- Bush, Vannevar
- (1890-1974)Engineer and physicist Vannevar Bush was born in Massachusetts. He graduated from Tufts University in 1913 and worked for General Electric from 1913 to 1914. He attended Clark University briefly in 1915 and took on a teaching position at Tufts. Bush completed a doctorate in engineering at Massachusetts Institute of Technology/Harvard University in 1916 and resumed his teaching position in electrical engineering at Tufts. During World War I, Bush was a consultant with the American Research and Development Corporation, and he designed devices for locating submarines. In 1919, he joined the faculty at MIT, and in 1931 he became vice president and dean of engineering. He also continued to work with industry and was linked to a number of inventions, most notably a differential analyzer. He also began work on the idea for a system of storing information that he called the “memex,” a forerunner of the Internet. His proposal for a method to store fingerprints on film was turned down by the Federal Bureau of Investigation. In 1938, Bush became president of the Carnegie Institution of Washington (CIW), one of the largest research organizations of the day. From 1939 to 1941 he chaired the National Advisory Committee for Aeronautics, and he continued to serve on the committee during World War II. However, his most significant role came in June 1940 when President Franklin D. Roosevelt responded to his suggestion and created a National Defense and Research Committee with Bush as its chair. In 1941, this became the Office of Scientific Research and Development. After the war, Bush called for the creation of a National Research Foundation in his report Science, the Endless Frontier (1945), and this eventually emerged as the National Science Foundation in 1950. Bush returned to CIW, where he worked until retiring in 1955. He was chair of the MIT Corporation from 1957 to 1959 and director of American Telegraph and Telephone from 1947 to 1962. He was awarded the Medal of Merit by President Harry S. Truman and the National Medal of Science by President Lyndon Johnson in recognition of his contributions to scientific research and development.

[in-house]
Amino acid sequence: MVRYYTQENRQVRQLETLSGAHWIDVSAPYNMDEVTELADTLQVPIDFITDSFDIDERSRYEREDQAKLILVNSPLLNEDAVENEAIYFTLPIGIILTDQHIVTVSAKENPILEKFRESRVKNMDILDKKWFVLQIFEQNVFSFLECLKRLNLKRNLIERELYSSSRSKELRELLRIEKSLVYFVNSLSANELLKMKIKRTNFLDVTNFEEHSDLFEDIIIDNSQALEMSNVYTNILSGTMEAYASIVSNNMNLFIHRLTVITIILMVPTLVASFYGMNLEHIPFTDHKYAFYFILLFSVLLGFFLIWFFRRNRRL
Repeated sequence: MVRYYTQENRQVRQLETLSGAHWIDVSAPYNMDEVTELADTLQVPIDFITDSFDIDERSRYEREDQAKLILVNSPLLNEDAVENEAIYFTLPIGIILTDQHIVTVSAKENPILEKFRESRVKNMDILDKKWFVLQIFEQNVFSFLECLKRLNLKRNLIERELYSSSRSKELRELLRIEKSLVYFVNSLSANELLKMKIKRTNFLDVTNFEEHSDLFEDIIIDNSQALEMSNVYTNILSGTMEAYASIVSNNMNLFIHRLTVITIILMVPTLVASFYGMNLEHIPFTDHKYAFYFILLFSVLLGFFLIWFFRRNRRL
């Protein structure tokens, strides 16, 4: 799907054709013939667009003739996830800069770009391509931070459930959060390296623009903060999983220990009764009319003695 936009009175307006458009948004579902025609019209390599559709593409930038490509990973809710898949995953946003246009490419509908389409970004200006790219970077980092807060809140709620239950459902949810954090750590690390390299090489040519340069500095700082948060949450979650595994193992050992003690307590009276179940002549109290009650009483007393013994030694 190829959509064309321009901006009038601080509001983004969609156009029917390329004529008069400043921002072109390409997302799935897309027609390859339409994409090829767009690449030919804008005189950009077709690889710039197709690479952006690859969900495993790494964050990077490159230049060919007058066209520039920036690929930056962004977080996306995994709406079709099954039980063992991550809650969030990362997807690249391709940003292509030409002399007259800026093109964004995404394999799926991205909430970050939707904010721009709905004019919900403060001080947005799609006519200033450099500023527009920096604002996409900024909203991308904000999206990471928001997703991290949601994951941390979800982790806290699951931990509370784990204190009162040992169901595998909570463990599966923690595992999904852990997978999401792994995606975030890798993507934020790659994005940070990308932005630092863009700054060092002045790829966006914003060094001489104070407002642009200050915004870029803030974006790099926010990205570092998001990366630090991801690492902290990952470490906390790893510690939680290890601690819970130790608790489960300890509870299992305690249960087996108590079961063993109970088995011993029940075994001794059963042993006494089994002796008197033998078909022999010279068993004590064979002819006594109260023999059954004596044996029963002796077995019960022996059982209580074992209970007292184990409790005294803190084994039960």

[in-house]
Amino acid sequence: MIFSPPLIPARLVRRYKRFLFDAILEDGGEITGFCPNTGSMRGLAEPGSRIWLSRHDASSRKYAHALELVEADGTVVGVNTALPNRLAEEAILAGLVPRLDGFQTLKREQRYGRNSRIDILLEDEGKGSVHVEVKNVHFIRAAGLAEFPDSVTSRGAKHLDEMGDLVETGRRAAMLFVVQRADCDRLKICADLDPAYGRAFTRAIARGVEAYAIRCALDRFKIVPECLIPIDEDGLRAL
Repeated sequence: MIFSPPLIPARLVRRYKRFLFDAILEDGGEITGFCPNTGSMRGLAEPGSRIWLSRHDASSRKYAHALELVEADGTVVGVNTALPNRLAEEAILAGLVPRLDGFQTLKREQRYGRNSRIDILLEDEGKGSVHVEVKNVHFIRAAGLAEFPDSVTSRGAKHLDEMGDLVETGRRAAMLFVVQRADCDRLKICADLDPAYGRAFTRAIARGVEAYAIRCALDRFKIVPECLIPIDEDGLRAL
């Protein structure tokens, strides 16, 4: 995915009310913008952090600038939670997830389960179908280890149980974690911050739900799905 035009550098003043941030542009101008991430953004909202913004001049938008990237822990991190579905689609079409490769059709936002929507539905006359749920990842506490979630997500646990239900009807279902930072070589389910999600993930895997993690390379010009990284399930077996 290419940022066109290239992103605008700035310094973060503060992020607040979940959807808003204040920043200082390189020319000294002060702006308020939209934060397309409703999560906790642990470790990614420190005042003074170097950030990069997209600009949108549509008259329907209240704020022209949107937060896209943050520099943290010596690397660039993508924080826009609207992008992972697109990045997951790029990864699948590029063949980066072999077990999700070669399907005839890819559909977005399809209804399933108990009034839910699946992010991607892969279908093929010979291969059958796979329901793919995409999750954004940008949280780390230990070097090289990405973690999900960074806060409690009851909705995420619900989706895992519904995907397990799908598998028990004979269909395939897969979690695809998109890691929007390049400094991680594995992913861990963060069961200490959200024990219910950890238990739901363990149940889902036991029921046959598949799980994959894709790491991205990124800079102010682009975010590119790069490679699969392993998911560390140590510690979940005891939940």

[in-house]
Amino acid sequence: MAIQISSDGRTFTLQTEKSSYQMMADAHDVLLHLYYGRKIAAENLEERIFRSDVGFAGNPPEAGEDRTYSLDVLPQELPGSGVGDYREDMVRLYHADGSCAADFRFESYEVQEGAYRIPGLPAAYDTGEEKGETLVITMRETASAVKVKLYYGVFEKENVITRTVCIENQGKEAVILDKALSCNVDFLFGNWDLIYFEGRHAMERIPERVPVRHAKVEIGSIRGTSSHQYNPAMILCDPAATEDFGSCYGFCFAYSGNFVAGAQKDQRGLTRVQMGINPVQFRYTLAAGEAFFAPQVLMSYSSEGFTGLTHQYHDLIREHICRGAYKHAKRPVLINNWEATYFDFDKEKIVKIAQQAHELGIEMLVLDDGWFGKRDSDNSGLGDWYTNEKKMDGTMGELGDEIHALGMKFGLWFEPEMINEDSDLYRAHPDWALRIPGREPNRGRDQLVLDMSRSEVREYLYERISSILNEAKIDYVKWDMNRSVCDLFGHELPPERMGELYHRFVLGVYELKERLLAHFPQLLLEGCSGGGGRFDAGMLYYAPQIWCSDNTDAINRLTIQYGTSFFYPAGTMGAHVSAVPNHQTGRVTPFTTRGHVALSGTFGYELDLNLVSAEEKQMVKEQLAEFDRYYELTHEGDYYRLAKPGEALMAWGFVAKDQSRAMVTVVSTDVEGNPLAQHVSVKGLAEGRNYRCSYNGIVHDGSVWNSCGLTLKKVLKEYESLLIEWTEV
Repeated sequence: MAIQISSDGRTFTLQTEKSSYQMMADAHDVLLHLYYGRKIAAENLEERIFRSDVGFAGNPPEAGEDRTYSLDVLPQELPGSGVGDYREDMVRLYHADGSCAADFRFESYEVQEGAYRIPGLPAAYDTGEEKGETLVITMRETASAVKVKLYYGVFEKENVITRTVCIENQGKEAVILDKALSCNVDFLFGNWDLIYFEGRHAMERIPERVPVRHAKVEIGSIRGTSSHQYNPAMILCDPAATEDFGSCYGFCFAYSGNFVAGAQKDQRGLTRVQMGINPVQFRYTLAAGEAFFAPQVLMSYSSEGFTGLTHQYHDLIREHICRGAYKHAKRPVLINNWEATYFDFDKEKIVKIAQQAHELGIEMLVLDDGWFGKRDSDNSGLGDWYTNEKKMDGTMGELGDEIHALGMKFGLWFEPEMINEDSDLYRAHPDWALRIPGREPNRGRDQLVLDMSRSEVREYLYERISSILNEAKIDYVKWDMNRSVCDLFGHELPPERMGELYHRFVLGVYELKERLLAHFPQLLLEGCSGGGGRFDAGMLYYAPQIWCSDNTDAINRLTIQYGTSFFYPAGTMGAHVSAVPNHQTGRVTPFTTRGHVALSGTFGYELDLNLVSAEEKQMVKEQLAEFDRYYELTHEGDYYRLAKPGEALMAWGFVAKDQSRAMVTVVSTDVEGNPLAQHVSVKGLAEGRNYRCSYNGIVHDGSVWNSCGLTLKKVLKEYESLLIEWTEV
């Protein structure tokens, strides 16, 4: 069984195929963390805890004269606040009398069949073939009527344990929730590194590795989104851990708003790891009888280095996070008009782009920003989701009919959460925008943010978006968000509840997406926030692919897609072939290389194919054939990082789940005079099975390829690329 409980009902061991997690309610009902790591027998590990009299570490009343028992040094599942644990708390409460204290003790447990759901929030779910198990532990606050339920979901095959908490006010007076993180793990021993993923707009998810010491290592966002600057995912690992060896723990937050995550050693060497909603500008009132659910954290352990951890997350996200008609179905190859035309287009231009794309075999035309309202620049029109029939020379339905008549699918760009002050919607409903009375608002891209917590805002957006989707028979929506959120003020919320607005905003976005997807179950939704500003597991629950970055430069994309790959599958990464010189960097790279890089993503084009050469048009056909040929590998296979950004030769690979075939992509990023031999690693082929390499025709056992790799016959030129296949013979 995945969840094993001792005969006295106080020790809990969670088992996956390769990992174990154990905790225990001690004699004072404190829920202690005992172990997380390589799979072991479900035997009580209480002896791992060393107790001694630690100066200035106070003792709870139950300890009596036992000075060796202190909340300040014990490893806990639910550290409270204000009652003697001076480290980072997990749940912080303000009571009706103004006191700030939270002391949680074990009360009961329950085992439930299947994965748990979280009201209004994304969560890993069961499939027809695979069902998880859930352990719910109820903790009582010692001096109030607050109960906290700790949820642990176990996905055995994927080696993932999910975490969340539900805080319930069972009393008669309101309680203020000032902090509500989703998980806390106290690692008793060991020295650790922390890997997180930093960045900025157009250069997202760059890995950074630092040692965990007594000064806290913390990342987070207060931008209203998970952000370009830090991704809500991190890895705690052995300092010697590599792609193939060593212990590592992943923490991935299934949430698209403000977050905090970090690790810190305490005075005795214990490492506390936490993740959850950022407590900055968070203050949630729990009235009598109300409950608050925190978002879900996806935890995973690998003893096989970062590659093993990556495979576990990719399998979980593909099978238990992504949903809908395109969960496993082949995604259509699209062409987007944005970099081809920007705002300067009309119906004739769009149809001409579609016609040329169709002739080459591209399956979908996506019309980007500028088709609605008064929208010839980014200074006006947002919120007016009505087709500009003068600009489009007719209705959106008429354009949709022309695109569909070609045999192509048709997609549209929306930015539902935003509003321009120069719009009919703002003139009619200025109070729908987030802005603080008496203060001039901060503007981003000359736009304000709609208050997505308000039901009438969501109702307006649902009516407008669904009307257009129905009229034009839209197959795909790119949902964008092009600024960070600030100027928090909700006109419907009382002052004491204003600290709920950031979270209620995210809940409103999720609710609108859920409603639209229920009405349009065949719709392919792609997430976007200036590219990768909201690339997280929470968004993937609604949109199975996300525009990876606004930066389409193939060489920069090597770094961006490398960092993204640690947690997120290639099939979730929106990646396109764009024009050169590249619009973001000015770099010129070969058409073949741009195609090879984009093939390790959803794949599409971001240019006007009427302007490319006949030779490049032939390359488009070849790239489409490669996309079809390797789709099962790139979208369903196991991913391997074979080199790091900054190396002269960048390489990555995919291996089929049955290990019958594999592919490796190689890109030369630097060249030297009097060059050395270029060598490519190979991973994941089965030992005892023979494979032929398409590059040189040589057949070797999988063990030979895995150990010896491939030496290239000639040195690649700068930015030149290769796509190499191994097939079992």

Historical Dictionary of the Roosevelt–Truman Era . Neil A. Wynn . 2015.